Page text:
Hey guys, so I’ve been using C# for many years and just recently started to program in C++ for UE4. While I can see a lot of similarities I noticed that sometimes c++ just goes wild with their syntax. And thus I have a very hard time understand what is being called on what and how in the ConstructorStatics example:
ATimelineTestActor::ATimelineTestActor(const class FPostConstructInitializeProperties& PCIP)
// Structure to hold one-time initialization
static FConstructorStatics ConstructorStatics;
// Property initialization
StaticMesh = ConstructorStatics.Object0.Object;
So in the constructor of this class, you define a new struct called FConstructorStatics? What is the following syntax, I have no idea where a call starts and ends:
Sorry if this sounds noobish.
That is the initialiser list for the FConstructorStatics struct. C# has similar syntax for passing arguments to the base:
This is the syntax used to pass arguments to the base class in C#. C++ also allows you to pass arguments to the base class(es) in the same way, but you write the type name instead of ‘base’. You can’t just write ‘base’ because C++ allows multiple inheritance. However, UE also defines a Super typedef (alias) for UClasses which you can use in the same way, because the UClass programming model doesn’t allow for multiple inheritance.
However, in addition to bases, C++ allows you to pass arguments to data members (fields) in exactly the same way, by naming the member to be initialised. So that code there is constructing the Object0 member with that text string. The equivalent in C# would be:
Object0 = new ConstructorHelpers.FObjectFinder("StaticMesh'/Game/UT3/Pickups/Pickups/Health_Large/Mesh/S_Pickups_Base_Health_Large.S_Pickups_Base_Health_Large'");
In C++, that style of code can be bad/illegal for several reasons:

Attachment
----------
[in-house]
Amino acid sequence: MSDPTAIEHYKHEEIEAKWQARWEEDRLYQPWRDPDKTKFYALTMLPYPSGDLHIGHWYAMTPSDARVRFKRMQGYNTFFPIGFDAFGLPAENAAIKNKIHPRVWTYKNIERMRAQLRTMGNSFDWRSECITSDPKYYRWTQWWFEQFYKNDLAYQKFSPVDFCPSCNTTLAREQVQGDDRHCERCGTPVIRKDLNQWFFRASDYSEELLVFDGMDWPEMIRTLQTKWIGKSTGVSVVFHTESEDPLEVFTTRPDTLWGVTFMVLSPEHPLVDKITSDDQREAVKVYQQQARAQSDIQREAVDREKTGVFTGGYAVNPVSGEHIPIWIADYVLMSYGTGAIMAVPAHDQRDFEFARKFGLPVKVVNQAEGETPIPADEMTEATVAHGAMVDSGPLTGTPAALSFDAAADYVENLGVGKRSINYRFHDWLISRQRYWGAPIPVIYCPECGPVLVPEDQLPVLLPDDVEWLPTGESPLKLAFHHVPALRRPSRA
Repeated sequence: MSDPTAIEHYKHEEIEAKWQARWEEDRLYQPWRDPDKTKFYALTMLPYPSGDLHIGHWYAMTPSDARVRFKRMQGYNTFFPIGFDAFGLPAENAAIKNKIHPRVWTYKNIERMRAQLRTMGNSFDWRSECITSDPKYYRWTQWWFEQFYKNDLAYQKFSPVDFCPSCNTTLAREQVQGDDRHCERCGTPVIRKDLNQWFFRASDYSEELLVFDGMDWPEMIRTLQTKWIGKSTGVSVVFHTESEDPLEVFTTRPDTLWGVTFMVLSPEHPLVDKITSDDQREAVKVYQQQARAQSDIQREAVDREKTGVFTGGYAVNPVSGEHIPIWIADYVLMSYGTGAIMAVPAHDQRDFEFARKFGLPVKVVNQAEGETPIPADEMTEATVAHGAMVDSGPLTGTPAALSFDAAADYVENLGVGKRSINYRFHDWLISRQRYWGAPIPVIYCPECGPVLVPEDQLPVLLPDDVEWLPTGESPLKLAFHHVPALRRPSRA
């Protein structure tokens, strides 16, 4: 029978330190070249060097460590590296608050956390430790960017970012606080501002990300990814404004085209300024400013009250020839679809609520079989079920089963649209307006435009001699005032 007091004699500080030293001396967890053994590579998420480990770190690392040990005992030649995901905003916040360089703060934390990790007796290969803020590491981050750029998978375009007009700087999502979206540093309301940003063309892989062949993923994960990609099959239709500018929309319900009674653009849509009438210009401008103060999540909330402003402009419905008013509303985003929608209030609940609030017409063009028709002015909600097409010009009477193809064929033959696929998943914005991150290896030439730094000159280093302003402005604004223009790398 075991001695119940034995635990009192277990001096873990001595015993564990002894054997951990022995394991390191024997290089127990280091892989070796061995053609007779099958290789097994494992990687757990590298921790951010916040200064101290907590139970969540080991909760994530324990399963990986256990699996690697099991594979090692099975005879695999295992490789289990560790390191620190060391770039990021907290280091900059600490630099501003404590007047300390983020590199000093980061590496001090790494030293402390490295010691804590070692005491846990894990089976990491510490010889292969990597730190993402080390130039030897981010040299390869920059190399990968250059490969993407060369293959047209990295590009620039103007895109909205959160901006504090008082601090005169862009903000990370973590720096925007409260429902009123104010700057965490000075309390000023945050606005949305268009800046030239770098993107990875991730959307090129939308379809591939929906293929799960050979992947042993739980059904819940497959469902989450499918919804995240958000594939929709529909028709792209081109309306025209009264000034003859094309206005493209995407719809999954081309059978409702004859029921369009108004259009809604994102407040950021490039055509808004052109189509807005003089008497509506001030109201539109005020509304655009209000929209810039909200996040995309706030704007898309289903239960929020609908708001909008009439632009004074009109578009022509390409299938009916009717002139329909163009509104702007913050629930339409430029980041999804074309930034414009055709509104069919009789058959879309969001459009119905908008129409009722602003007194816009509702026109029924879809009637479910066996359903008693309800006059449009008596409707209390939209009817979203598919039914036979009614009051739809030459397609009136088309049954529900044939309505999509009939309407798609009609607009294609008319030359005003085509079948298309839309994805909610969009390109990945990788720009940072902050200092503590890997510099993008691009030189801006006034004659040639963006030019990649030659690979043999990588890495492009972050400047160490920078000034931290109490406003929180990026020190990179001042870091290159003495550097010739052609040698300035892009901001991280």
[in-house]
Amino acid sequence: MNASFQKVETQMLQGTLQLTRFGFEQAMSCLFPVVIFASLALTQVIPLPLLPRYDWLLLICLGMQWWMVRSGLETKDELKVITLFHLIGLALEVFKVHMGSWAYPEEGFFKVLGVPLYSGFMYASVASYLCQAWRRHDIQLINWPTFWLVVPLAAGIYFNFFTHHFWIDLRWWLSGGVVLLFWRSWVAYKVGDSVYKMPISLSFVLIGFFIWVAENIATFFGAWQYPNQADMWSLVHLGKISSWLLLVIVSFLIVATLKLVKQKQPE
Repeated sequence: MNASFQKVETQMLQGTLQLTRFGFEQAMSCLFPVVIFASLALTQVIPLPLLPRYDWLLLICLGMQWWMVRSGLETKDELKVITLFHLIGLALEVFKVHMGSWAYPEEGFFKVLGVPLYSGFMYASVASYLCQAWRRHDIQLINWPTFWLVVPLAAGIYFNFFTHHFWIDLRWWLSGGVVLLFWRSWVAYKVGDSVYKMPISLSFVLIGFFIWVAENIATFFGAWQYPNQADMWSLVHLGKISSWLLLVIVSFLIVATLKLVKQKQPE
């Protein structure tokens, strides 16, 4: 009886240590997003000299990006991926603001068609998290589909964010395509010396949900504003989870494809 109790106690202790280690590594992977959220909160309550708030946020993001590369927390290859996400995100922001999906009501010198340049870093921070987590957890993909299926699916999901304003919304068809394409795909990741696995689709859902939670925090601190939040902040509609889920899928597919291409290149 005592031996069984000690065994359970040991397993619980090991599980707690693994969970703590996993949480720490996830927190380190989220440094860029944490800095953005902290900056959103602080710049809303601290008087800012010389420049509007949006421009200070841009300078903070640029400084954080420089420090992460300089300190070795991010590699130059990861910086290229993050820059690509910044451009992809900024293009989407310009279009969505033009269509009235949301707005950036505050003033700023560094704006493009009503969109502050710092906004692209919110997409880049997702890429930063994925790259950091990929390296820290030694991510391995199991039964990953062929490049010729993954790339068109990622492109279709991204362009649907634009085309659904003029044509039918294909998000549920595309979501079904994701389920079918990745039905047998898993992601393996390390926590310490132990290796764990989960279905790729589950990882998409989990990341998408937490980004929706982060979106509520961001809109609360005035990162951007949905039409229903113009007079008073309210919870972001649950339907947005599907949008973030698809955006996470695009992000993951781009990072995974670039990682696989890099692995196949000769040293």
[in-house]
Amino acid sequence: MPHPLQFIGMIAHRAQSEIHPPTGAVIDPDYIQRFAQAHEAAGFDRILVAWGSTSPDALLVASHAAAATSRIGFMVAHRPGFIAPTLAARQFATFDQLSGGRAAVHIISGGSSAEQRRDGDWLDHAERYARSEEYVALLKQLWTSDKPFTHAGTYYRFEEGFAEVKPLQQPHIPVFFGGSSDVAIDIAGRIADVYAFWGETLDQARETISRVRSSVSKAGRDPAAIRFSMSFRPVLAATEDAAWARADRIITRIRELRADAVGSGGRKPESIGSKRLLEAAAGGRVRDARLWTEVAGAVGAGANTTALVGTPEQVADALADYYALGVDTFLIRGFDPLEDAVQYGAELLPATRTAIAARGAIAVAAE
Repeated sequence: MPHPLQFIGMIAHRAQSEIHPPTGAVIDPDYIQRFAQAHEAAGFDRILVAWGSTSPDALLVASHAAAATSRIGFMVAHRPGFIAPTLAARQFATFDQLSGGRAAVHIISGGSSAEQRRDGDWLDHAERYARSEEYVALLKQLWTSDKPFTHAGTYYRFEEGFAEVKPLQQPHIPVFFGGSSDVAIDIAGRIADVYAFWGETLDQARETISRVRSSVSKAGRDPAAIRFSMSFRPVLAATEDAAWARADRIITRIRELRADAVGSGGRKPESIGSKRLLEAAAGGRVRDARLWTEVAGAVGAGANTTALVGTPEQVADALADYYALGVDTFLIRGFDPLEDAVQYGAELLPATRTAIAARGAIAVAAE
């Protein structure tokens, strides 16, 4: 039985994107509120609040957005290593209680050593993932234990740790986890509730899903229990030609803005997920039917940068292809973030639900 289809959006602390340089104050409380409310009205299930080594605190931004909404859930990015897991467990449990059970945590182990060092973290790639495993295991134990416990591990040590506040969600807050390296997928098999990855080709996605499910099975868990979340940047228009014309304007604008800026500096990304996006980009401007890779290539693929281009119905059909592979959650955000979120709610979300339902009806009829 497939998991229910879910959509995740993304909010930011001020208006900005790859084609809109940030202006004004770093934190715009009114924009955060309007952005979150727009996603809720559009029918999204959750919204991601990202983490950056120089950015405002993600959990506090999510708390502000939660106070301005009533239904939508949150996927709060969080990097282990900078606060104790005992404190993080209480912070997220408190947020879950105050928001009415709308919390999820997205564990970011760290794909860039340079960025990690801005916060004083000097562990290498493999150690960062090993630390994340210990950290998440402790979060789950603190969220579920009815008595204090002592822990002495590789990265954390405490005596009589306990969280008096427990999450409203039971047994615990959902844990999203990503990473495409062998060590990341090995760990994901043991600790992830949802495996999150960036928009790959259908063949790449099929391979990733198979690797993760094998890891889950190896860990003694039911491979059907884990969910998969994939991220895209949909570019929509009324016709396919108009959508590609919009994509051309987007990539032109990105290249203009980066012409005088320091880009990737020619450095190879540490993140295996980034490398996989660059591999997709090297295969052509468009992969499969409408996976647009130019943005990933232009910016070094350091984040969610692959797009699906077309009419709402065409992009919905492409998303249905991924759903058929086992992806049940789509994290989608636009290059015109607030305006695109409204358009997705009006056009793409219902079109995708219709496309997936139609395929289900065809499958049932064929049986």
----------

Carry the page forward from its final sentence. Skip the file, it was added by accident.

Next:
- Structs (or classes - they are equivalent in C++ except for the default access of bases/members) can have a user-defined default constructor (which is exactly what FConstructorStatics is doing), and so default constructing Object0 immediately followed by the assignment of a different state can have a performance impact.
- A struct/class may also have no default constructor, so you cannot default initialise it then assign.
- C++ doesn’t have the equivalent of readonly, just const, and so const data members can only be initialised in the initialiser list.
Hope this helps,
Ah that is a lot more clear when it’s laid out like that. The huge string for the path didn’t help in the example, I’ll give this a go in a minute.
C++ intimidated me really quickly but with explanation like this I’m feeling much more comfortable, thanks a lot
Steve explains the details below,
I think you might prefer this syntax personally as an actual implementation for your own use
static ConstructorHelpers::FObjectFinder SkeletalMeshOb(TEXT("SkeletalMesh'/Game/Character/RoyalSwordSkelMesh.RoyalSwordSkelMesh'"));
RoyalSwordAsset = SkeletalMeshOb.Object;
Try using this syntax instead
static ConstructorHelpers::FObjectFinder StaticMeshOb(TEXT("StaticMesh'/Game/UT3/Pickups/Pickups/Health_Large/Mesh/S_Pickups_Base_Health_Large.S_Pickups_Base_Health_Large'"));
PickupAsset = StaticMeshOb.Object;
in your .h
static ConstructorHelpers::FObjectFinder StaticMeshOb(TEXT(TheObjectPath));
PickupAsset = StaticMeshOb.Object;
you can get this path for your own assets by right clicking on an asset and selecting "Copy Reference"
That does look a lot cleaner, thank you for your help.